Texas has the highest rate of uninsured residents of any state, at 18%, twice the national average. People with mental illness have a 21.5% uninsured rate in Texas, nearly six times higher than Massachusetts’ rate of 3.8%.

And why its uninsured rate is so low directly depends on decisions made by state politicians, including Abbott.

Medicaid extension rejected

The way that the The US healthcare system works in a nutshell about two-thirds of insured people get it from private companies, and about a third get it through two public programs: one for the elderly (Medicare) and a federal state program for older Americans. poorest (Medicaid).

But just under 10% of Americans have no health coverage.

Texas happens to be one of the few conservative-leaning states to turn down a federal offer that would have extended health care to low-income people.

The health reform bill signed by then-President Barack Obama expanded Medicaid to cover more people, up to 133 percent of the poverty level. Here’s Washington’s offer: $9 to a state government for every dollar invested by the state to expand the Medicaid program.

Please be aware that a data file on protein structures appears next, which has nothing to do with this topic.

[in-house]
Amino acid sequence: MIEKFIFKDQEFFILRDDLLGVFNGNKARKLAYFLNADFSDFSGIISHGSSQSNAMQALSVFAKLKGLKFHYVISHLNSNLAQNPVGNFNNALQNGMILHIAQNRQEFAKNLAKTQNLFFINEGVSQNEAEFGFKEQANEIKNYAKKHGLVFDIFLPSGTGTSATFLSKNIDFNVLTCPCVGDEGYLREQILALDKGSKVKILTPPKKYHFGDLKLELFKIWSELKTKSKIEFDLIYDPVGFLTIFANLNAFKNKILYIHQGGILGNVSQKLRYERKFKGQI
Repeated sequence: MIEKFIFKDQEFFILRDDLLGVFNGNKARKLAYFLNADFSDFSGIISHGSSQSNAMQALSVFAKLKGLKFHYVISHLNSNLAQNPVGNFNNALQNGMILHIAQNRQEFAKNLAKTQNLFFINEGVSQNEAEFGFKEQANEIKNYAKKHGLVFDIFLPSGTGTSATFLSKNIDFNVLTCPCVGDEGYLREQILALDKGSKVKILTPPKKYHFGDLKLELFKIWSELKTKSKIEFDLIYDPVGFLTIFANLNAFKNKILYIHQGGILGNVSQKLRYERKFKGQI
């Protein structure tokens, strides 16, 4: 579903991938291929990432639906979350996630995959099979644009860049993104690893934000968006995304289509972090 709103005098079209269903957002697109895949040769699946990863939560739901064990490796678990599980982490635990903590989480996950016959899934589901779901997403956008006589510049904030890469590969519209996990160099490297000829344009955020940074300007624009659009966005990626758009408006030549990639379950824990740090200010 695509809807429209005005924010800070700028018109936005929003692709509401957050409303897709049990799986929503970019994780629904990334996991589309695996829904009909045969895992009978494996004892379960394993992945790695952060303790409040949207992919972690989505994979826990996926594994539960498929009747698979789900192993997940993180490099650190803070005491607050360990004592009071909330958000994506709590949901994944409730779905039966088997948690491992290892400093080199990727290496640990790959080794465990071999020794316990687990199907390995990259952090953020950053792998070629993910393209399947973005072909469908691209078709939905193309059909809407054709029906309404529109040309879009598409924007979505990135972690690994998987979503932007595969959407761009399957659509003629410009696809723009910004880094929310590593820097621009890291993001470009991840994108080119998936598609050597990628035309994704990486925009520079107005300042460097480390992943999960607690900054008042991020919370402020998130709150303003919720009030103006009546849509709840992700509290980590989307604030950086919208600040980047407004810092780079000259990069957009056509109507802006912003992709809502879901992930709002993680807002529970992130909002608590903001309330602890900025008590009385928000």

A girl holds a candle during a solidarity vigil for the Uvalde, Texas community at Trinity Episcopal Church in Newtown, Connecticut on Thursday. (Bryan Woolston/Reuters)

Because of this expansion of Medicaid under the so-called Obamacare laws, 21 million Americans acquired health coverage This year.

About 1.2 million at 1.4 million Texans would have gotten health coverage under that law, including mental health coverage. But 12 states declined to participate — and Texas is one of them.

Bearman says there are gaps throughout the mental health system, including staffing shortages, waiting lists for care, poor quality of care in some cases, and discrepancies in how health physical and mental is assured.

“Of course we need better mental health treatment,” Bearman said.

But she says that still shouldn’t make this conversation part of the heartbreaking national gun debate.

“Both things can be true,” she said.

“Texas has failed to provide adequate mental health support. And mental illness in this scenario is also a red herring that only becomes a topic of discussion when these tragedies unfold, in an attempt to distract us. of the emphasis on common sense gun legislation.”